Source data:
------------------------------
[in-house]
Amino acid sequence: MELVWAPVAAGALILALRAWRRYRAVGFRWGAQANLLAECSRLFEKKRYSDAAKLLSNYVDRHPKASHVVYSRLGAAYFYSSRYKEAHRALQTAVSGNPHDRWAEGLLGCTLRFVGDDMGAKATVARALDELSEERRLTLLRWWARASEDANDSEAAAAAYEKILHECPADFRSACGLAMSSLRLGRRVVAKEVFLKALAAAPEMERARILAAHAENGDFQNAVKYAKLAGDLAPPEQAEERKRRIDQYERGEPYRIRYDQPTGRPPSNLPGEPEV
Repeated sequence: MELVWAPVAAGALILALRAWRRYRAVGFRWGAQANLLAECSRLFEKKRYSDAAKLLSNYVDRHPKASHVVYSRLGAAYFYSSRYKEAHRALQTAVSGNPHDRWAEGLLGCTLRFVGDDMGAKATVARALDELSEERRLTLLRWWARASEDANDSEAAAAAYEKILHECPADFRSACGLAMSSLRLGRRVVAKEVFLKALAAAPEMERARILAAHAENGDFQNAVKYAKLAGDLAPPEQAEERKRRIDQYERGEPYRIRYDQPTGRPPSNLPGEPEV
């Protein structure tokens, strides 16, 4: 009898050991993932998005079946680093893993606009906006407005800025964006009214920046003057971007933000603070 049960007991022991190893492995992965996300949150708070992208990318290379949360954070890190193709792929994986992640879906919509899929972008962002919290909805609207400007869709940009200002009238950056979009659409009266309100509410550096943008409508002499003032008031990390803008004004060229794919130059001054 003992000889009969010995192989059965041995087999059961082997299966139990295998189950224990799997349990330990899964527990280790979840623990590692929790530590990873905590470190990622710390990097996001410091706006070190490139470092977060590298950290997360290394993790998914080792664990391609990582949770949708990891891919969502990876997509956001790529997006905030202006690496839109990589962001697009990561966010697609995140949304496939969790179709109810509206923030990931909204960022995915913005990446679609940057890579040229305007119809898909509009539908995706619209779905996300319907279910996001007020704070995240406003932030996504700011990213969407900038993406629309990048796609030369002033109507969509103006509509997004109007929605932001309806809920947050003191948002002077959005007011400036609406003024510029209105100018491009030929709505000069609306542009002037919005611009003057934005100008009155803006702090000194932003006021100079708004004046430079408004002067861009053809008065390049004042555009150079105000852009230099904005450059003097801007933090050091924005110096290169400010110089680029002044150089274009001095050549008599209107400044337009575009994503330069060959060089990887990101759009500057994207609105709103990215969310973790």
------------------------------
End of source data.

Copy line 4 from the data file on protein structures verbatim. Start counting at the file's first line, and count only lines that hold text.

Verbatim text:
């Protein structure tokens, strides 16, 4: 009898050991993932998005079946680093893993606009906006407005800025964006009214920046003057971007933000603070 049960007991022991190893492995992965996300949150708070992208990318290379949360954070890190193709792929994986992640879906919509899929972008962002919290909805609207400007869709940009200002009238950056979009659409009266309100509410550096943008409508002499003032008031990390803008004004060229794919130059001054 003992000889009969010995192989059965041995087999059961082997299966139990295998189950224990799997349990330990899964527990280790979840623990590692929790530590990873905590470190990622710390990097996001410091706006070190490139470092977060590298950290997360290394993790998914080792664990391609990582949770949708990891891919969502990876997509956001790529997006905030202006690496839109990589962001697009990561966010697609995140949304496939969790179709109810509206923030990931909204960022995915913005990446679609940057890579040229305007119809898909509009539908995706619209779905996300319907279910996001007020704070995240406003932030996504700011990213969407900038993406629309990048796609030369002033109507969509103006509509997004109007929605932001309806809920947050003191948002002077959005007011400036609406003024510029209105100018491009030929709505000069609306542009002037919005611009003057934005100008009155803006702090000194932003006021100079708004004046430079408004002067861009053809008065390049004042555009150079105000852009230099904005450059003097801007933090050091924005110096290169400010110089680029002044150089274009001095050549008599209107400044337009575009994503330069060959060089990887990101759009500057994207609105709103990215969310973790």